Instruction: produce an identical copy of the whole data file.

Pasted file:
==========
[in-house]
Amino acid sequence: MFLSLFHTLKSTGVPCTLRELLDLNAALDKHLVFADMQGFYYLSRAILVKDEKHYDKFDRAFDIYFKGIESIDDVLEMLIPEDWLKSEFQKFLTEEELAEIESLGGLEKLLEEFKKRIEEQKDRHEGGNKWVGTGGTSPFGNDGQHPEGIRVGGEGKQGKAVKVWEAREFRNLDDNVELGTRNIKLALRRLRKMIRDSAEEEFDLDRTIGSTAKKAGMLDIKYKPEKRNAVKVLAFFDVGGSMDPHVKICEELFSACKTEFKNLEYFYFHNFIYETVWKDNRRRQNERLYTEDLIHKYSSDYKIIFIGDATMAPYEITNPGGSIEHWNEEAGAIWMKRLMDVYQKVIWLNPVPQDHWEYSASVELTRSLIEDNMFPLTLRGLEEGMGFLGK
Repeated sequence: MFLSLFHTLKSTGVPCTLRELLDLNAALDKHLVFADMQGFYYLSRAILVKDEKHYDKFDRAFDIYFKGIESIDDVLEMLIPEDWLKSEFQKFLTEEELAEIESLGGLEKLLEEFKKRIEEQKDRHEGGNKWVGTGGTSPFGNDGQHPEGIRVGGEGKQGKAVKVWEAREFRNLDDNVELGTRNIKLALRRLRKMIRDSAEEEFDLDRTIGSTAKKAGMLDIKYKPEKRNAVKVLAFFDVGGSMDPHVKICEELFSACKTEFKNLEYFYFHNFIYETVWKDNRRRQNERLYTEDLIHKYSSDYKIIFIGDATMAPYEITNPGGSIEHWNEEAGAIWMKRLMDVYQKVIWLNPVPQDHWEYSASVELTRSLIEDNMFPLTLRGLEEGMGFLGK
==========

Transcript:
[in-house]
Amino acid sequence: MFLSLFHTLKSTGVPCTLRELLDLNAALDKHLVFADMQGFYYLSRAILVKDEKHYDKFDRAFDIYFKGIESIDDVLEMLIPEDWLKSEFQKFLTEEELAEIESLGGLEKLLEEFKKRIEEQKDRHEGGNKWVGTGGTSPFGNDGQHPEGIRVGGEGKQGKAVKVWEAREFRNLDDNVELGTRNIKLALRRLRKMIRDSAEEEFDLDRTIGSTAKKAGMLDIKYKPEKRNAVKVLAFFDVGGSMDPHVKICEELFSACKTEFKNLEYFYFHNFIYETVWKDNRRRQNERLYTEDLIHKYSSDYKIIFIGDATMAPYEITNPGGSIEHWNEEAGAIWMKRLMDVYQKVIWLNPVPQDHWEYSASVELTRSLIEDNMFPLTLRGLEEGMGFLGK
Repeated sequence: MFLSLFHTLKSTGVPCTLRELLDLNAALDKHLVFADMQGFYYLSRAILVKDEKHYDKFDRAFDIYFKGIESIDDVLEMLIPEDWLKSEFQKFLTEEELAEIESLGGLEKLLEEFKKRIEEQKDRHEGGNKWVGTGGTSPFGNDGQHPEGIRVGGEGKQGKAVKVWEAREFRNLDDNVELGTRNIKLALRRLRKMIRDSAEEEFDLDRTIGSTAKKAGMLDIKYKPEKRNAVKVLAFFDVGGSMDPHVKICEELFSACKTEFKNLEYFYFHNFIYETVWKDNRRRQNERLYTEDLIHKYSSDYKIIFIGDATMAPYEITNPGGSIEHWNEEAGAIWMKRLMDVYQKVIWLNPVPQDHWEYSASVELTRSLIEDNMFPLTLRGLEEGMGFLGK